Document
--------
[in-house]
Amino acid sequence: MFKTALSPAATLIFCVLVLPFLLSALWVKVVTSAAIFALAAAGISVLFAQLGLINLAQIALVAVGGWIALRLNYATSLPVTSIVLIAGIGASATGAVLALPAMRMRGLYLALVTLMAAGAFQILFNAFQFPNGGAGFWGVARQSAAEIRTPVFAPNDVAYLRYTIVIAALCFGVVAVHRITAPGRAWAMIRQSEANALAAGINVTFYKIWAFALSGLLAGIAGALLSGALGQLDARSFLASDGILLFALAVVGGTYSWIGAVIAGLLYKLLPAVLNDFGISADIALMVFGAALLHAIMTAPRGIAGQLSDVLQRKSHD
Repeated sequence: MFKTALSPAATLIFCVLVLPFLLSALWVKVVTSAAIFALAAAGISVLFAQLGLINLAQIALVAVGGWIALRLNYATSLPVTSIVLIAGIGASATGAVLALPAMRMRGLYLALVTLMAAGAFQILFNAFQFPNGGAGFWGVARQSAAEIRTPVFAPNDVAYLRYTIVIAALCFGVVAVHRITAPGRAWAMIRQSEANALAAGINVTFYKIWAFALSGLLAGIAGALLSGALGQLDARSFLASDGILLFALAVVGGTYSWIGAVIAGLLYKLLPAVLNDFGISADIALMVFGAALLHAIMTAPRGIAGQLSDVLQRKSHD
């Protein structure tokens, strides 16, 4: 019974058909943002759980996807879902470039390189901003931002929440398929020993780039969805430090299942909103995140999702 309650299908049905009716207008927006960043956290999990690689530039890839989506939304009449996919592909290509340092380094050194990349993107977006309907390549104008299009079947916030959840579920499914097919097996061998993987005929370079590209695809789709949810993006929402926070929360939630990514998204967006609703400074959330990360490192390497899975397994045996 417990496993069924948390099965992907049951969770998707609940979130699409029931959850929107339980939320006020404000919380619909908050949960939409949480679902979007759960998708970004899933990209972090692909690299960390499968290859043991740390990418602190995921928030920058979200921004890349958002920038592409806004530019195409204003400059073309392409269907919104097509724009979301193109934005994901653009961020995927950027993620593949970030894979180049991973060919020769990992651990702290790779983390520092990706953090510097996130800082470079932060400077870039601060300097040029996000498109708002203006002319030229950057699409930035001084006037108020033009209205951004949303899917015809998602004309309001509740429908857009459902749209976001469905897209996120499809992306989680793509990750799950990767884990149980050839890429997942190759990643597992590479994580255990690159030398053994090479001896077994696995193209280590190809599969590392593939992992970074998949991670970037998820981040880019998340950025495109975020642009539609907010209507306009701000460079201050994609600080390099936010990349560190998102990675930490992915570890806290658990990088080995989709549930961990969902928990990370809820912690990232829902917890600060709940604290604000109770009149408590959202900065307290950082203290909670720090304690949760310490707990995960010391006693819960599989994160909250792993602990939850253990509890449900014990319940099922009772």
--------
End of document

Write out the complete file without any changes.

[in-house]
Amino acid sequence: MFKTALSPAATLIFCVLVLPFLLSALWVKVVTSAAIFALAAAGISVLFAQLGLINLAQIALVAVGGWIALRLNYATSLPVTSIVLIAGIGASATGAVLALPAMRMRGLYLALVTLMAAGAFQILFNAFQFPNGGAGFWGVARQSAAEIRTPVFAPNDVAYLRYTIVIAALCFGVVAVHRITAPGRAWAMIRQSEANALAAGINVTFYKIWAFALSGLLAGIAGALLSGALGQLDARSFLASDGILLFALAVVGGTYSWIGAVIAGLLYKLLPAVLNDFGISADIALMVFGAALLHAIMTAPRGIAGQLSDVLQRKSHD
Repeated sequence: MFKTALSPAATLIFCVLVLPFLLSALWVKVVTSAAIFALAAAGISVLFAQLGLINLAQIALVAVGGWIALRLNYATSLPVTSIVLIAGIGASATGAVLALPAMRMRGLYLALVTLMAAGAFQILFNAFQFPNGGAGFWGVARQSAAEIRTPVFAPNDVAYLRYTIVIAALCFGVVAVHRITAPGRAWAMIRQSEANALAAGINVTFYKIWAFALSGLLAGIAGALLSGALGQLDARSFLASDGILLFALAVVGGTYSWIGAVIAGLLYKLLPAVLNDFGISADIALMVFGAALLHAIMTAPRGIAGQLSDVLQRKSHD
């Protein structure tokens, strides 16, 4: 019974058909943002759980996807879902470039390189901003931002929440398929020993780039969805430090299942909103995140999702 309650299908049905009716207008927006960043956290999990690689530039890839989506939304009449996919592909290509340092380094050194990349993107977006309907390549104008299009079947916030959840579920499914097919097996061998993987005929370079590209695809789709949810993006929402926070929360939630990514998204967006609703400074959330990360490192390497899975397994045996 417990496993069924948390099965992907049951969770998707609940979130699409029931959850929107339980939320006020404000919380619909908050949960939409949480679902979007759960998708970004899933990209972090692909690299960390499968290859043991740390990418602190995921928030920058979200921004890349958002920038592409806004530019195409204003400059073309392409269907919104097509724009979301193109934005994901653009961020995927950027993620593949970030894979180049991973060919020769990992651990702290790779983390520092990706953090510097996130800082470079932060400077870039601060300097040029996000498109708002203006002319030229950057699409930035001084006037108020033009209205951004949303899917015809998602004309309001509740429908857009459902749209976001469905897209996120499809992306989680793509990750799950990767884990149980050839890429997942190759990643597992590479994580255990690159030398053994090479001896077994696995193209280590190809599969590392593939992992970074998949991670970037998820981040880019998340950025495109975020642009539609907010209507306009701000460079201050994609600080390099936010990349560190998102990675930490992915570890806290658990990088080995989709549930961990969902928990990370809820912690990232829902917890600060709940604290604000109770009149408590959202900065307290950082203290909670720090304690949760310490707990995960010391006693819960599989994160909250792993602990939850253990509890449900014990319940099922009772």